South Korea is undoubtedly a food paradise. No matter what you want to eat, whether it’s a bowl of piping hot stewed tofu or ready-to-eat egg bread, you can buy it almost anywhere. Aside from the meals you can buy almost anywhere, traditional Korean snacks are also a hit to both locals and foreigners. Some of these good snacks have a rich and colorful history and are even served in the royal court, and some were invented and made popular because of their unique flavors. In this article we’ll be discussing the traditional snacks you should try when you visit South Korea.
Also known as Ppopgi, is a crunchy, sweet, toffee-like old-school candy that many Koreans loved in their childhood. In the past, stalls selling dalgona on the streets of Seoul were very common, but the number has been slowly decreasing over the years.
Dalgona candy is made up of only two ingredients: sugar and baking soda, stirring as little as possible. The weekend is a good parent-child bonding event, especially for parents who have no way to let their children be. Before the sugar mixture cools and hardens, prepare cookie cutters of different shapes and make different patterns on the candy.
Hotteok or Korean pancakes are popular street food that’s essentially pancakes stuffed with brown sugar, cinnamon, nuts, and seeds. The pancake dough is made with a mixture of ordinary rice flour and glutinous rice flour. It is chewy on the inside and crispy on the outside when it is fried. Different stalls have different kinds of flavors and add-ons, but honey and brown sugar are classic flavors that can never go wrong.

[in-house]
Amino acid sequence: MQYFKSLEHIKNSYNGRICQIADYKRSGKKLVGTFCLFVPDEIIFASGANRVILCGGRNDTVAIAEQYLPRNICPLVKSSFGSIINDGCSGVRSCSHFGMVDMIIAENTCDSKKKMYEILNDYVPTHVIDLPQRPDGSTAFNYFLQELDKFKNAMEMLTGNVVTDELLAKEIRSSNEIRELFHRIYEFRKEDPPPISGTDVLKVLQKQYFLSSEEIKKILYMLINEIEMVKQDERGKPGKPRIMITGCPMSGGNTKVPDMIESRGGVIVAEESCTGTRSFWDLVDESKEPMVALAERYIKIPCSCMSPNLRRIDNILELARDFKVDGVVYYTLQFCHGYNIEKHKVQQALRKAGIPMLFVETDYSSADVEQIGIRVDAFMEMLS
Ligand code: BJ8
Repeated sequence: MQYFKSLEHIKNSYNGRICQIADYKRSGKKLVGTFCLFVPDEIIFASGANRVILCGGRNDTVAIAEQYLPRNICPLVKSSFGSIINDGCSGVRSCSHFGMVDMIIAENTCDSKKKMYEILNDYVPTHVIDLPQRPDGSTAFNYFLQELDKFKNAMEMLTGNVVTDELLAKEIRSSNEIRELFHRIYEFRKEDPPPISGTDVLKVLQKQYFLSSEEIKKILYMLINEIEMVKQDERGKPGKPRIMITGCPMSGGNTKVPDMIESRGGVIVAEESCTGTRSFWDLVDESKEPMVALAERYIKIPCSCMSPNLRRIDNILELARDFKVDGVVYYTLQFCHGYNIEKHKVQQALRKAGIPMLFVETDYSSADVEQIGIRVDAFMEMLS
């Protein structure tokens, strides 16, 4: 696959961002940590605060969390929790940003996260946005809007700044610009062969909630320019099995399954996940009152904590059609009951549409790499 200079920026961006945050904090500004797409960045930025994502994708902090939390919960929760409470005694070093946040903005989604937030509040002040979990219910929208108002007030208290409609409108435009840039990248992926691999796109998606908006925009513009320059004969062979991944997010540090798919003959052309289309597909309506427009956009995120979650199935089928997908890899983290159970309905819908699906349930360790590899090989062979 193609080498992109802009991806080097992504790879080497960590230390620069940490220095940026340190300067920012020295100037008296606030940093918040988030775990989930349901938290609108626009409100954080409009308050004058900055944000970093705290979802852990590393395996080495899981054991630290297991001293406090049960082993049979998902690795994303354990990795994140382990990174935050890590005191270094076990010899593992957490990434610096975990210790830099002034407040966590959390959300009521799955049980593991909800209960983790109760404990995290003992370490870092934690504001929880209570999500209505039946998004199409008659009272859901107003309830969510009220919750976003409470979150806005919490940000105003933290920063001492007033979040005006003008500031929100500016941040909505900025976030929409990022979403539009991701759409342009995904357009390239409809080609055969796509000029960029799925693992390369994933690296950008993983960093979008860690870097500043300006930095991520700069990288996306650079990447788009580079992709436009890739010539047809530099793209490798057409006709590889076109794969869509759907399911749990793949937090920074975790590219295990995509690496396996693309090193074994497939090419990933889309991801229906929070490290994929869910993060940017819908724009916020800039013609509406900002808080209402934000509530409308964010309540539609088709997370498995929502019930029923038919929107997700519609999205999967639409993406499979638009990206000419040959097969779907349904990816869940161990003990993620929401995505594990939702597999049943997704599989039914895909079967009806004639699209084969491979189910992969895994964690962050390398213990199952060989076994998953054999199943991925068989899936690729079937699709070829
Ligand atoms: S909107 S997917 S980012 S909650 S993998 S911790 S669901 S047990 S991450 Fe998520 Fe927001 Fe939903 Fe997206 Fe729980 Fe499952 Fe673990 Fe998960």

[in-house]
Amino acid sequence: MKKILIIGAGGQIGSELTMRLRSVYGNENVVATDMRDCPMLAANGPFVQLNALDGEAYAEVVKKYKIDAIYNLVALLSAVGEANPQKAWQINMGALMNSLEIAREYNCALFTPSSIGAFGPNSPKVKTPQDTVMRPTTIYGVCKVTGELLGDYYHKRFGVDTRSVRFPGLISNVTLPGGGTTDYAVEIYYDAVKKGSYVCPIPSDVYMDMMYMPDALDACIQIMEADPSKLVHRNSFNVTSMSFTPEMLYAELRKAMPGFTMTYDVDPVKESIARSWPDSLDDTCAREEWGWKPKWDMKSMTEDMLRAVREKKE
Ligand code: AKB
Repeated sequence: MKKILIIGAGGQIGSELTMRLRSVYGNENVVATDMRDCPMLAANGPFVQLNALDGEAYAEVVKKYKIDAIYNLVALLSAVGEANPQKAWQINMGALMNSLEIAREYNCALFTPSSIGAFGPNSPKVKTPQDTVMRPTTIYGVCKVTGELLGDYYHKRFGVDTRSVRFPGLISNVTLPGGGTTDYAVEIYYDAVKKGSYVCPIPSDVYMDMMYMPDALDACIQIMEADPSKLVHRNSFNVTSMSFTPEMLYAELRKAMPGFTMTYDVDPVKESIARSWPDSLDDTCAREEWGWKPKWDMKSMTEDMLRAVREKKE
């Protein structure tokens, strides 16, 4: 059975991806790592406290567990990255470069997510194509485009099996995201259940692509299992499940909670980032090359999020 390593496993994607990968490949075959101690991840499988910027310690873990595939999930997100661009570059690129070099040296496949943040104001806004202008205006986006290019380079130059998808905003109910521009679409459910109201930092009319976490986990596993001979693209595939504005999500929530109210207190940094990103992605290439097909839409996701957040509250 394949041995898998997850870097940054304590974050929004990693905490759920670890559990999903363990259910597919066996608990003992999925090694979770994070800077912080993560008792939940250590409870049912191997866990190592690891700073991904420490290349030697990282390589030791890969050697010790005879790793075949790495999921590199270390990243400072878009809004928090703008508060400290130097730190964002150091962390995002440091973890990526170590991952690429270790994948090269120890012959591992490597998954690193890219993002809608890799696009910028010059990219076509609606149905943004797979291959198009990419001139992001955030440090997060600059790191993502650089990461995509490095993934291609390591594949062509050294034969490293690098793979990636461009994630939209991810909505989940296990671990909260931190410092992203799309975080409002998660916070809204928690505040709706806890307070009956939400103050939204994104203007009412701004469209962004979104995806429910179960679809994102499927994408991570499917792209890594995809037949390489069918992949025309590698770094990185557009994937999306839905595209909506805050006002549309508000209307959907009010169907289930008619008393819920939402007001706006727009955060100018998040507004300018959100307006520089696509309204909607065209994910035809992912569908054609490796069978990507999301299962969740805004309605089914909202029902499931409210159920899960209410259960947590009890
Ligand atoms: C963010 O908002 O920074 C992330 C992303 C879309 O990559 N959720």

Korean honey cookies
Korean honey cookies or also known as “Yakgwa” is a type of traditional honey biscuit that’s shaped like a flower. These cookies are usually eaten during special occasions like “Chuseok”, but nowadays you can find them at bakeries and cafes being served with coffee or tea which compliments the taste of these cookies. When “Yakgwa” is translated into English, “yak” means medicine and “gwa” means sweet pertaining to the health benefits and sweetness of honey. This type of cookie is fried, not baked, and is made with simple ingredients like sesame seeds, honey, rice wine, and ginger. Korean honey cookies are also good to give as gifts for family and friends.
Pine rice cakes(Songpyeon)
Rice cakes, also known as tteok, are a staple food in Korean cuisine. In addition to savory dishes such as tteokbokki (spicy rice cake) and tteokguk (rice cake soup), you can also find it in desserts. For example, songpyeon is a very popular dessert, usually eaten during the Mid-Autumn Festival(Chuseok). Songpyeon is commonly filled with red bean paste and comes in a variety of colors and shapes. These colors are from natural ingredients such as cinnamon and dried fruit powders. It is said that it represents wealth and prosperity, and many families still gather to make this traditional Korean snack during the Mid-Autumn Festival.